The Fight Of My Life
I am in the midst of the fight of my life that only a select group of people can understand and relate. I call this fight, "The Battle of Compassionate Release."
Four years ago, I could not have told you what was compassionate release. It was a few months after my husband reported to federal prison on July 5, 2016, that I learned of compassionate release by watching a video that FAMM (Families Against Mandatory Minimums) had posted. The video is called 5 to life: Compassionate Release. After watching the video, I had not only tears streaming down my face, but I had a deep ache in my heart, almost like I had lost a loved one. The video portrays a man incarcerated for wire fraud. While incarcerated, he is diagnosed with cancer. We watch the family fight and struggle with the Federal Bureau of Prisons to bring this husband and father home to die with dignity and amongst family. Until the First Step Act Passed on December 21, 2018, the BOP (Bureau of Prisons) was the gatekeeper of compassionate release. Filing for compassionate release was a long and arduous process that, if denied by the BOP, there was no recourse. Between 2013 and 2017, the BOP approved only 6% of the 5400 applications received for compassionate release. Most died alone in prison, just as the gentleman in the video.
I sat with my husband in the intake lobby of FCI Englewood, located in Denver on July 5, 2016. We held each other's sweaty hands barely able to focus because our minds, or at least my mind, wondered what awaited my husband beyond the confined walls of prison. "Christopher Camut," the officer said with authority. We stood, embraced, and kissed then we both walked in opposite directions Chris to become the property of the Federal Bureau of Prisons and me to pick up the pieces of my shattered heart.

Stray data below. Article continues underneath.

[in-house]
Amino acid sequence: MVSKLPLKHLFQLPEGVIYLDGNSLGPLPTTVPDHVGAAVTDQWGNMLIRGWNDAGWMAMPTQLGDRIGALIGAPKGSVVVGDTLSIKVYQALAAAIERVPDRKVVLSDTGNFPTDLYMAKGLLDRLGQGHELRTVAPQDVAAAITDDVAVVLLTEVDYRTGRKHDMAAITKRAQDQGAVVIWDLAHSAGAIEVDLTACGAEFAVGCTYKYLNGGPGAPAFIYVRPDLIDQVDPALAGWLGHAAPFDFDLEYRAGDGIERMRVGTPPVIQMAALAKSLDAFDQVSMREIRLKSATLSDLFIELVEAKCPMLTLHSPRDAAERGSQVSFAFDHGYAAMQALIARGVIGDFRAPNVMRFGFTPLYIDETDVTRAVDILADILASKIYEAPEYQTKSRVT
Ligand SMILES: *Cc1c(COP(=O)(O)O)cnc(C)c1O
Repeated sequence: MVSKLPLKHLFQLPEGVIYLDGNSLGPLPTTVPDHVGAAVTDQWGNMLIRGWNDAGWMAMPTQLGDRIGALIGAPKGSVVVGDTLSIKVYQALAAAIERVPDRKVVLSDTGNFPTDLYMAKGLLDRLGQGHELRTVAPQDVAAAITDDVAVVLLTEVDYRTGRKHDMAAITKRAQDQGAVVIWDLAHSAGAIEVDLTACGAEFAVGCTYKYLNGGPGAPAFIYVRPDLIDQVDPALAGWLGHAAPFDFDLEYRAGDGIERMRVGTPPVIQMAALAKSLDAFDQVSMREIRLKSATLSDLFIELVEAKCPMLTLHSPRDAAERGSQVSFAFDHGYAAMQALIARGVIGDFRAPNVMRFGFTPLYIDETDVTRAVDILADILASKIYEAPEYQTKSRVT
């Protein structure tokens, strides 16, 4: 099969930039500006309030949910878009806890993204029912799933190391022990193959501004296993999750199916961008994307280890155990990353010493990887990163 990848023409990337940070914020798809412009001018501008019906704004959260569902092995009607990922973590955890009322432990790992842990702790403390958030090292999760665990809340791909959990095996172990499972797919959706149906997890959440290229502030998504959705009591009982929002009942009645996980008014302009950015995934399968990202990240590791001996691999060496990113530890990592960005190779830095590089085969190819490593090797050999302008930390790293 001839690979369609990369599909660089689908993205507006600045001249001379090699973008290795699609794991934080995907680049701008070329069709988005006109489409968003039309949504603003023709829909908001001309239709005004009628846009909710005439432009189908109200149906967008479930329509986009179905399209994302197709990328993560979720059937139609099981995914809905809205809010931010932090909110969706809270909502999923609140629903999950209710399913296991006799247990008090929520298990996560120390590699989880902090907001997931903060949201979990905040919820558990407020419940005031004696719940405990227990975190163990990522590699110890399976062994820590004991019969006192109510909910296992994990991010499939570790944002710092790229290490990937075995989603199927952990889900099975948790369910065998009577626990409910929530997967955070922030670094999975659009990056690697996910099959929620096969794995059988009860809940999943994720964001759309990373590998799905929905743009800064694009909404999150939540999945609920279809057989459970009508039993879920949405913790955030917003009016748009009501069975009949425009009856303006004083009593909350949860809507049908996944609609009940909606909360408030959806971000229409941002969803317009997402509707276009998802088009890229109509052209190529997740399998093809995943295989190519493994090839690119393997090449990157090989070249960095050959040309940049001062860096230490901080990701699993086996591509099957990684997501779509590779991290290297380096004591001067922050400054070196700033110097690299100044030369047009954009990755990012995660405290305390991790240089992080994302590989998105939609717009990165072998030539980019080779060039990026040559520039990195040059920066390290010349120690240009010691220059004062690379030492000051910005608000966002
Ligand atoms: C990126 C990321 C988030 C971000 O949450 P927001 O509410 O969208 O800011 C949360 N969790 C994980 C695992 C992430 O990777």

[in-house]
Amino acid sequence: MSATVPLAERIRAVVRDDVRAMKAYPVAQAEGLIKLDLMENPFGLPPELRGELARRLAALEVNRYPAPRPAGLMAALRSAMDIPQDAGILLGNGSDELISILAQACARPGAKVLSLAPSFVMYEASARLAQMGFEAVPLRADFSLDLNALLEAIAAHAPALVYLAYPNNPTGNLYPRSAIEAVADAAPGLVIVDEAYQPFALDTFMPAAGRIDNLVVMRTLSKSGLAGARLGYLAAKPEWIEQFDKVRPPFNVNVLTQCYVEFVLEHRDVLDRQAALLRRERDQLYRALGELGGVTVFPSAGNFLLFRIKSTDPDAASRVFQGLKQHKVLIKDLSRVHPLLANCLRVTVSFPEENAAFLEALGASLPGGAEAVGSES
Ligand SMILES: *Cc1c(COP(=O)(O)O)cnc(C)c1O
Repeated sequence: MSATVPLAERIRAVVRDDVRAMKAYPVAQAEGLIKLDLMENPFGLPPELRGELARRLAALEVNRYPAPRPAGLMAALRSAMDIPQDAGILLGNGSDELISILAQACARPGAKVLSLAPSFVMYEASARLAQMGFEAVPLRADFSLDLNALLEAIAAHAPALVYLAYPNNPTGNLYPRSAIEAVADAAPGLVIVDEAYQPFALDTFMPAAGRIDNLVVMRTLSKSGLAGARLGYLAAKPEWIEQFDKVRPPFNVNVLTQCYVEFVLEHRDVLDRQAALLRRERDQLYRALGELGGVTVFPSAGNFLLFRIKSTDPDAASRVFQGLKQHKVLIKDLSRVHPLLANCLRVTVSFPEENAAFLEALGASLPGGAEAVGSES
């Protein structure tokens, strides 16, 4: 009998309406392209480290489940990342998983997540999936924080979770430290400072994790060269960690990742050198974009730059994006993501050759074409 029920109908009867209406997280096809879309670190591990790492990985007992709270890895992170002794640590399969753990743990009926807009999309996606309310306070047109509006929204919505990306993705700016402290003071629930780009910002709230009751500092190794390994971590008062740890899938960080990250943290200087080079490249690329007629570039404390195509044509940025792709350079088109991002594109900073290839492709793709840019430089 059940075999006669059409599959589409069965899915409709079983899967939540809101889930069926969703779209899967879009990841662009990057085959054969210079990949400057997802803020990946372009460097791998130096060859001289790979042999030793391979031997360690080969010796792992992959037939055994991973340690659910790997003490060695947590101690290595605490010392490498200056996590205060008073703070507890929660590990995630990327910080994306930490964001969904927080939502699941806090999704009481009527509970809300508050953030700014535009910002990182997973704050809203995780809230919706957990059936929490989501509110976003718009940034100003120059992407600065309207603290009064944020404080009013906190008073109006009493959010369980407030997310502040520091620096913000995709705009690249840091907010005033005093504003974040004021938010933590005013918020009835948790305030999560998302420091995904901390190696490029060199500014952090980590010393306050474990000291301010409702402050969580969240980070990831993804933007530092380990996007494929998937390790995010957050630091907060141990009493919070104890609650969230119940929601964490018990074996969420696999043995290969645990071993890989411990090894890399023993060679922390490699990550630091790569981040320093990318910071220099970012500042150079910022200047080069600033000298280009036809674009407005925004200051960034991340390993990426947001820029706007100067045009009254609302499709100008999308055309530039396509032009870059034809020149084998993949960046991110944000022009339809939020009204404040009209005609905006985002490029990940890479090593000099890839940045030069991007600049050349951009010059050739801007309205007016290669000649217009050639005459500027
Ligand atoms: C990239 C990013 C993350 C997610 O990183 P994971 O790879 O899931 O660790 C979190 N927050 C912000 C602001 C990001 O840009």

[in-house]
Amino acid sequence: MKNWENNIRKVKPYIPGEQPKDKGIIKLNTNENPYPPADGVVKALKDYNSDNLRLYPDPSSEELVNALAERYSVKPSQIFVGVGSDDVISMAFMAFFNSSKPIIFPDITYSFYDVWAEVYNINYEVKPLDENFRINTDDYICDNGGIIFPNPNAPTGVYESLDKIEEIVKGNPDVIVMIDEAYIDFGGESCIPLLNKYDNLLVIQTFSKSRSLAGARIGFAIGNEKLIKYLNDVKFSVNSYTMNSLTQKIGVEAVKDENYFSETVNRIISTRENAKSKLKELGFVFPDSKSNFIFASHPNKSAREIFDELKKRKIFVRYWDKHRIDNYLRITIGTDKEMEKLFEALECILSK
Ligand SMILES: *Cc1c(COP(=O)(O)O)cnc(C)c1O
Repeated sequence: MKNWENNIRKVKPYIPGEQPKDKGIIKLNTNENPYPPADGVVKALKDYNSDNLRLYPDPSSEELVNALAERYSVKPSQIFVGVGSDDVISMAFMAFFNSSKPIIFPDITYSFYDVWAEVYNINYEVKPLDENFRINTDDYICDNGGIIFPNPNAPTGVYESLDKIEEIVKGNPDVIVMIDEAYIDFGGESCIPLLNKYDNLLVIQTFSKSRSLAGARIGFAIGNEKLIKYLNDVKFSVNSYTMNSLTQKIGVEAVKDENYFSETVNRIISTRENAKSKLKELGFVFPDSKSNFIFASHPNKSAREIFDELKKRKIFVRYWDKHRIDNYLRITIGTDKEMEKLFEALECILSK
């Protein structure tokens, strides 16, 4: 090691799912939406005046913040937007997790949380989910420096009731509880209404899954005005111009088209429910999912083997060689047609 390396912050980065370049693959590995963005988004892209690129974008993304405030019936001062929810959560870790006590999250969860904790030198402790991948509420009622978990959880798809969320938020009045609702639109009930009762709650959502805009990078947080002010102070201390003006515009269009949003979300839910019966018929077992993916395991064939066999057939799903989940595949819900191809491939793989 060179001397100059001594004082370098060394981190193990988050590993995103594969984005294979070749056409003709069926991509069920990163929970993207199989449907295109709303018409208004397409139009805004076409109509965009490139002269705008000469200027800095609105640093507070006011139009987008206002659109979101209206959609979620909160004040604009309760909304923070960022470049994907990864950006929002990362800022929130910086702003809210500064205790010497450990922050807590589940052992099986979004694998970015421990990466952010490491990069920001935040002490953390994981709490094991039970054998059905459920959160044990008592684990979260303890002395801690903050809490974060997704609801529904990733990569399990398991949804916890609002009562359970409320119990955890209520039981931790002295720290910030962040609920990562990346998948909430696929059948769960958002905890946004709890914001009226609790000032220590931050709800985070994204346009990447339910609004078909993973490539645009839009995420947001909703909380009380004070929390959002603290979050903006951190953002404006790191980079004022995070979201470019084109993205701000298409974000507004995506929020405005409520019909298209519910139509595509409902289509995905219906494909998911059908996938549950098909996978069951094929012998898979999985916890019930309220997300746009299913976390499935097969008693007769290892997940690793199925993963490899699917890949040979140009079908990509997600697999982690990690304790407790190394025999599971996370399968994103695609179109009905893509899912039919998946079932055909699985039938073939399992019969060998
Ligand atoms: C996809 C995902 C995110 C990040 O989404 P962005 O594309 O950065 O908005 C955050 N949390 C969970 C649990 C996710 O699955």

What now four years later should be the final four-month countdown of my husband coming home has become the fight of our lives. We are in month two of "The Battle of Compassionate Release." It appears my husband's Thyroid cancer has returned and metastasized. Chris's health problems began over a year ago when his white blood cell count began to rise. When his white-blood-cell count reached 193k in November of 2019 ( normal is 4-10k), he was sent to the hospital in renal failure close to death. Chris received two rounds of dialysis and now has chronic kidney failure. Now his Thyroglobulin antibodies level is 650% above normal, which signifies cancer has returned along with a host of many other symptoms. This level has been rising since shortly after incarceration. Medical at the prison never even thought to probe into as why. So now we fight to bring him home to try and save his life.
It is the fellow soldiers that we call criminal justice and prison reform, advocates. These warriors are the only ones who truly understand the battle taking place because they also live it daily. We are deep in the trenches together. When one of us feels like we cannot go on any further, we pick each other up and carry them on our back as long as we need to so we can help each other win each battle in hopes of winning the war.
Battle and war seem like such an awful way to describe how we live, but what I say is true. I uncharacteristically found myself lashing out the past couple of weeks from exhaustion and frustration. While trying to explain to non-soldiers, "The battle of Compassionate Release." I am met with confused looks and questioned as though I am lying. I think if I were not a soldier of reform, I also would have that same confused look and challenging whether its truth or a jaded wife exaggerating because it all sounds so heinous, reprehensible, and ridiculous.
My husband continues to call me with his cheery voice, laugh at my stupid antics, tells me how much he loves me and continues to be the forever romantic. My husband has faced the consequences of incarceration with courage and dignity. I want the opportunity to live life with my husband. We were only married three-months before he reported to prison. I want to live out all of the romantic date night letters he has sent to me. But mostly, I want to spend the next forty years holding my husband's hand.